02.13.2017

Vital Health Saunas review | How I’m using infrared sauna for fibromyalgia and Lyme

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Heating pads, electric blankets and hot baths are top pain-fighting tools for many of us with fibromyalgia – myself included. A couple of months ago, I decided to increase my use of heat therapy and invest in an infrared sauna at the suggestion of my Lyme/fibromyalgia doctor. There are many benefits to using an infrared sauna, but I specifically purchased mine for pain relief and detoxification. My doctor explained that using an infrared sauna would help me to flush out toxins as the Lyme bacteria dies off during treatment, reducing my overall symptoms. There’s some research indicating using an infrared sauna may be beneficial for reducing fibromyalgia pain as well.

How I'm using an infrared sauna for fibromyalgia and Lyme, including a Vital Health Saunas review! | Fed Up with Fatigue

Knowing nothing about infrared saunas, my hubby and I spent a few days researching various infrared sauna brands and features until we finally settled on Vital Health Saunas. We chose Vital Health Saunas for several reasons. Unlike some of the cheaper brands sold by big-box stores, Vital Health Saunas uses untreated wood, and they don’t use toxic glues for adhering the wood panels together. That was important to me because I’m using the sauna to detox, and I didn’t want to expose myself to even more chemicals. Vital’s saunas also have durable carbon heaters for better heat distribution, are energy efficient and emit extremely low EMF levels (unlike some other brands).

We purchased the three-person commercial Premier Corner Sauna in Canadian hemlock. The interior smells wonderful – like fresh-cut wood! Our sauna includes two benches, so my hubby and I can use the sauna together, but more often than not, it’s me and two of my cats. Yes, you read that right. Two of my cats are completely obsessed with using the sauna! They literally run to the sauna door every night, and then hog one of the benches for themselves.

But don’t worry, no cats were harmed in the research for this post! They typically spend about 10-15 minutes in the sauna while it’s still heating up, then go to the door when they’re ready to be let out. I was a little concerned about them getting into the sauna at first, but I read that some vets actually recommend infrared technology for healing, and there are even mini infrared saunas for pets! Who knew?!?

Our sauna came with built-in chromotherapy (color therapy) and magnetic flux therapy. It also has an AM/FM/CD stereo system and an outlet to plug in mobile devices.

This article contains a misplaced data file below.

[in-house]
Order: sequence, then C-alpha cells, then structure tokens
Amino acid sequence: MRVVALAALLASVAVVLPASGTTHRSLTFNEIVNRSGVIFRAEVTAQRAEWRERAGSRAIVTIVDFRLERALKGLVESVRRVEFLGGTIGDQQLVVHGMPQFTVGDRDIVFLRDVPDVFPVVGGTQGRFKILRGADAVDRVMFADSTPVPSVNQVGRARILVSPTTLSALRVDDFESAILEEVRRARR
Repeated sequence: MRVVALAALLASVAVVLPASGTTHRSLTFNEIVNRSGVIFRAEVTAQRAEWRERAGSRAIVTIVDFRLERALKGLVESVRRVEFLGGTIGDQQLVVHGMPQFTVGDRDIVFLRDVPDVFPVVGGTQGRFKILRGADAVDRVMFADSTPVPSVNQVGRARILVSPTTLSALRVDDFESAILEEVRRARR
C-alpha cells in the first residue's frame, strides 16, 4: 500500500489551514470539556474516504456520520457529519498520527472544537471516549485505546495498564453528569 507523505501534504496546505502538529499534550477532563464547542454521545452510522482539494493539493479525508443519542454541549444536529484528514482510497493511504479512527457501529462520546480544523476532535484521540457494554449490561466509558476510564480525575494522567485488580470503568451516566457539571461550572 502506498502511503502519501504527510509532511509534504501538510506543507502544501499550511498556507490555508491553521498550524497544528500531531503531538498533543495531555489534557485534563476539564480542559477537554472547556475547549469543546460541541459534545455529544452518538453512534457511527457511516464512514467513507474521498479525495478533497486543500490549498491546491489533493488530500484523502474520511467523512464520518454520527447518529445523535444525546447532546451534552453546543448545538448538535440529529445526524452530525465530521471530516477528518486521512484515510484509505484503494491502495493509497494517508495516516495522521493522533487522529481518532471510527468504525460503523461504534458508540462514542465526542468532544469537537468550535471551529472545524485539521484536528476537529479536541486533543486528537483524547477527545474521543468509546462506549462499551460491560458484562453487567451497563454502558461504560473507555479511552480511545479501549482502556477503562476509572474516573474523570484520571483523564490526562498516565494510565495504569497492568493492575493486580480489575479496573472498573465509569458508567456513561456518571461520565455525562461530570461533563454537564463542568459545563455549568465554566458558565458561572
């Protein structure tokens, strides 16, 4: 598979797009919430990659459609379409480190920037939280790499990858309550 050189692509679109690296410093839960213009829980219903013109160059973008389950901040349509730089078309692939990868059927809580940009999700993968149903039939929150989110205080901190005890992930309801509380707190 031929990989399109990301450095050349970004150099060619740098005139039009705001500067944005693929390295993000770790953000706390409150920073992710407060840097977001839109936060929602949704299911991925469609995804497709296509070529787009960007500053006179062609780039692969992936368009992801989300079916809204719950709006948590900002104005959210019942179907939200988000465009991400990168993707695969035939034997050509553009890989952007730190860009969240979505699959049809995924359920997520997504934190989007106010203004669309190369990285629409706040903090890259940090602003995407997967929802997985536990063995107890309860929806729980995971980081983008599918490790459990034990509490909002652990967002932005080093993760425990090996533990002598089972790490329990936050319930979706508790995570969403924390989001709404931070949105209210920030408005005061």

Vital Health Saunas’ pricing was slightly better than other companies that sell comparable saunas of the same quality. However, some features like chromotherapy come standard with Vital Health Saunas, whereas I would have had to pay extra for that if I had bought from another company. I ended up being able to purchase a larger, three-person sauna for around the same price of a smaller model sold by Vital’s competitors.

Buying an infrared sauna is an investment. Prices range from around $2,500 to $5,000, depending on the size of the sauna. I’ll be paying off an evil credit card company for the next several months, but I think the health benefits are worth it. I don’t regret my purchase one bit!

A freight truck delivered our sauna to our curb on a wooden pallet in several large boxes. Assembly was pretty quick and easy. All of the pieces basically snap together with metal hinges. It’s definitely a two-person job, and it took us about an hour to get everything set up.

Because we purchased a commercial unit that was on sale, my hubby had to run some special wiring to accommodate the extra voltage needed, but many of Vital Health Saunas’ units can be plugged into a standard wall outlet.

I’ve used the sauna every night since I’ve had it, and I love it! I typically spend about 45 minutes in the sauna and have worked up to about 135°F. That probably sounds extremely hot, but it’s still relatively comfortable because it’s a dry heat, unlike the traditional steam saunas you may have used at the gym or spa.

The greatest benefit I’ve experienced with infrared sauna is pain relief. It’s winter here in Delaware now, and if you’ve got fibromyalgia and live in a colder climate, then you know that sometimes the cold can literally make your bones ache. It’s so hard to get rid of that feeling because nothing seems to penetrate deep enough, but the sauna takes that pain away within a few minutes. There have been days when I was in so much pain that I stopped work early to go get into the sauna for some relief. For that cold-to-the-bone pain, the sauna works better than anything else ever has for me, including prescription drugs and cannabis. Some days, I just want to set up a workstation inside the sauna and stay there, but I don’t think my hubby would appreciate what that would do to our electric bill! Sigh.

During my reviews, I usually include one or two negatives, but I really don’t have any in this case.  Vital Health Saunas’ customer service has been top notch. When our sauna was delivered, the wooden box that holds the stereo system was cracked, and the company quickly sent us out a replacement.